This accomplished two purposes: Embalming The first step in the mummification process was embalming the body. The body was placed into an ibu, which means a place of purification. Then the embalmers washed the body with an aromatic wine in order to cleanse it.
Theology[ edit ] The beliefs and rituals now referred to as "ancient Egyptian religion" were integral within every aspect of Egyptian culture.
The Egyptian language possessed no single term corresponding to the modern European concept of religion. Ancient Egyptian religion was not a monolithic institution, but consisted of a vast and varying set of beliefs and practices, linked by their common focus on the interaction between the world of humans and the world of the divine.
Ancient Egyptian deities The gods Osiris, Anubis, and Horus, in order from left to right The Egyptians believed that the phenomena of nature were divine forces in and of themselves. The Egyptians believed in a pantheon of gods, which were involved in all aspects of nature and human society. Their religious practices were efforts to sustain and placate these phenomena and turn them Pharaoh mummification and afterlife human advantage.
Conversely, many natural forces, such as the sun, were associated with multiple deities. The diverse pantheon ranged from gods with vital roles in the universe to minor deities or "demons" with very limited or localized functions.
His black skin was symbolic of the color of mummified flesh and the fertile black soil that Egyptians saw as a symbol of resurrection. This iconography was not fixed, and many of the gods could be depicted in more than one form. However, these associations changed over time, and they did not mean that the god associated with a place had originated there.
For instance, the god Monthu was the original Pharaoh mummification and afterlife of the city of Thebes. Over the course of the Middle Kingdomhowever, he was displaced in that role by Amun, who may have arisen elsewhere.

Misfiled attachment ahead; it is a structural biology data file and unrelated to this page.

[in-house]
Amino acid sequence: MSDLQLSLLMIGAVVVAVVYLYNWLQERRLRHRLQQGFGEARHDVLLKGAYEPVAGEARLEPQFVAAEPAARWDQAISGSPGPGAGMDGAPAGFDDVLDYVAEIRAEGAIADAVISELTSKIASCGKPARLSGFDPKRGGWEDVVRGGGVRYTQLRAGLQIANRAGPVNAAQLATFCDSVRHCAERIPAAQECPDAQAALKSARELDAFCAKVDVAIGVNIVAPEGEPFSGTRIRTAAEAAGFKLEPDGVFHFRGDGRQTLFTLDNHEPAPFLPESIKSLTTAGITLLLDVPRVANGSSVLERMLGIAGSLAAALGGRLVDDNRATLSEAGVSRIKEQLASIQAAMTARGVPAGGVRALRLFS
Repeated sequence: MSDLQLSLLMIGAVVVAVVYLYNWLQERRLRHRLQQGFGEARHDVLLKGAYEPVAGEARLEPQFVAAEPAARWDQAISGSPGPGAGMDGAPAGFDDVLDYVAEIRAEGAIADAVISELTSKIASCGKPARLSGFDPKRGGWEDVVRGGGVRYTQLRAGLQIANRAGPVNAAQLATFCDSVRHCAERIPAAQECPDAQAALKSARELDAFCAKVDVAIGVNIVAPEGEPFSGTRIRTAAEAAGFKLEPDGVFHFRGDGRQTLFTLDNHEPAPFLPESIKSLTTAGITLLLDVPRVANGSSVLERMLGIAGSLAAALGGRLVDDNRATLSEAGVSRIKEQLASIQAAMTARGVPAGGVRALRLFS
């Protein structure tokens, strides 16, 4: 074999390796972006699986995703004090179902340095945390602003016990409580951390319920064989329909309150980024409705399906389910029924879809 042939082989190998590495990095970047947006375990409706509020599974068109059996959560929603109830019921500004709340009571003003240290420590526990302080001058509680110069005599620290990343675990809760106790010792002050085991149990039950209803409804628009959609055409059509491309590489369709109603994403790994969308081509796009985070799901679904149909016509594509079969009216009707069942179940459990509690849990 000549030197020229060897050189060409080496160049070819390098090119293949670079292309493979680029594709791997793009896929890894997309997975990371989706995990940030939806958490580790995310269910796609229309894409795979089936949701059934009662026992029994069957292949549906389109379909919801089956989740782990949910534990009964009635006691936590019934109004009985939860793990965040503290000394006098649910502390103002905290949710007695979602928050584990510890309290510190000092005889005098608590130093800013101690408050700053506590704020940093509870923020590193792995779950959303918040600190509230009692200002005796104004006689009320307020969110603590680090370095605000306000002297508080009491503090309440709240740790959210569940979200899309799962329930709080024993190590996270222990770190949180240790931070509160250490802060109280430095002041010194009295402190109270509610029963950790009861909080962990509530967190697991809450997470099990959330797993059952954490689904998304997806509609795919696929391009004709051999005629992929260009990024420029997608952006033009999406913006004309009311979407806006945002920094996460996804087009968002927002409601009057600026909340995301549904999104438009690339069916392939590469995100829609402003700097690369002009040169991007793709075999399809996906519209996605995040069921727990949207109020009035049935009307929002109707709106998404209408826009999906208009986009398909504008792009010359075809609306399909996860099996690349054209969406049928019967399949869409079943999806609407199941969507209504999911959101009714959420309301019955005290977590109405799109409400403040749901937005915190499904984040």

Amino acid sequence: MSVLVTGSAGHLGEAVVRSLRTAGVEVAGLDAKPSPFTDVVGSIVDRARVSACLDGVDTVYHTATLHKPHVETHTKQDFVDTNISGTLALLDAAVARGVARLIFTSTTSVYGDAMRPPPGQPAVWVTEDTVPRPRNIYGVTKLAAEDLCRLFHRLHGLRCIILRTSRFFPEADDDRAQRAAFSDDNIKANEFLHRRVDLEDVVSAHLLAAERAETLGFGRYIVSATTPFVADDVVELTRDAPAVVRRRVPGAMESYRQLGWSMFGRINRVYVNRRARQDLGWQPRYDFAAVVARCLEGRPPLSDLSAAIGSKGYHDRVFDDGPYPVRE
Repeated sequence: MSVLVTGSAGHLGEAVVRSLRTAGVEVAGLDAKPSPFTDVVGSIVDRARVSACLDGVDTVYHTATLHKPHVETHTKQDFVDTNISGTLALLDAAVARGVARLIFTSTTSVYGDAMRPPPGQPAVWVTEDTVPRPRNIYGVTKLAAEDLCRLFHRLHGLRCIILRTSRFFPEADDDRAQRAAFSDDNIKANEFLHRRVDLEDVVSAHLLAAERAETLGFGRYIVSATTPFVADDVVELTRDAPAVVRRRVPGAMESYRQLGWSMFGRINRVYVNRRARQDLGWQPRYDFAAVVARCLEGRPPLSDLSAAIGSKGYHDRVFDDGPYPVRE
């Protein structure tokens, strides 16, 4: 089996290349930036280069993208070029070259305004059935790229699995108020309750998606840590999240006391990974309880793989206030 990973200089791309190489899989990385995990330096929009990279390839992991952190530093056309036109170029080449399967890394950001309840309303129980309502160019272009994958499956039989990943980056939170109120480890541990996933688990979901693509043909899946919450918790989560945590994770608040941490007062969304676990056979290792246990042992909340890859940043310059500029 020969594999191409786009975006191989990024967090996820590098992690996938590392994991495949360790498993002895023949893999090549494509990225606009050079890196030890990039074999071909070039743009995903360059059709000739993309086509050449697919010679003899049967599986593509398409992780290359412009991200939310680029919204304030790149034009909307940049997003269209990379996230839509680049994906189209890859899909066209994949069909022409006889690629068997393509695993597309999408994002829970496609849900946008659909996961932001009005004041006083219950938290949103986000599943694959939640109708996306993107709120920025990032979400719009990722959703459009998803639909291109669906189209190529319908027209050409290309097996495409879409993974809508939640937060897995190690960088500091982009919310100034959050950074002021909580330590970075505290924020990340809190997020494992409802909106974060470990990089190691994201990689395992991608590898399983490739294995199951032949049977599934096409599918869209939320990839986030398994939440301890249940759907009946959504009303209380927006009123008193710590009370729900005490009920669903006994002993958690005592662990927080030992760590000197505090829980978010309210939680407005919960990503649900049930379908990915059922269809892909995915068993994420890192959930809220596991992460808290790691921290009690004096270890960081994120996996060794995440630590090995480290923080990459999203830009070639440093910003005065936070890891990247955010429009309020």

The national popularity and importance of individual gods fluctuated in a similar way. The Egyptians often grouped gods together to reflect these relationships. Some groups of deities were of indeterminate size, and were linked by their similar functions.
These often consisted of minor deities with little individual identity. Other combinations linked independent deities based on the symbolic meaning of numbers in Egyptian mythology ; for instance, pairs of deities usually represent the duality of opposite phenomena.
One of the more common combinations was a family triad consisting of a father, mother, and child, who were worshipped together. Some groups had wide-ranging importance. One such group, the Enneadassembled nine deities into a theological system that was involved in the mythological areas of creation, kingship, and the afterlife.
This process was a recognition of the presence of one god "in" another when the second god took on a role belonging to the first. These links between deities were fluid, and did not represent the permanent merging of two gods into one; therefore, some gods could develop multiple syncretic connections.
At other times it joined gods with very different natures, as when Amun, the god of hidden power, was linked with Rathe god of the sun.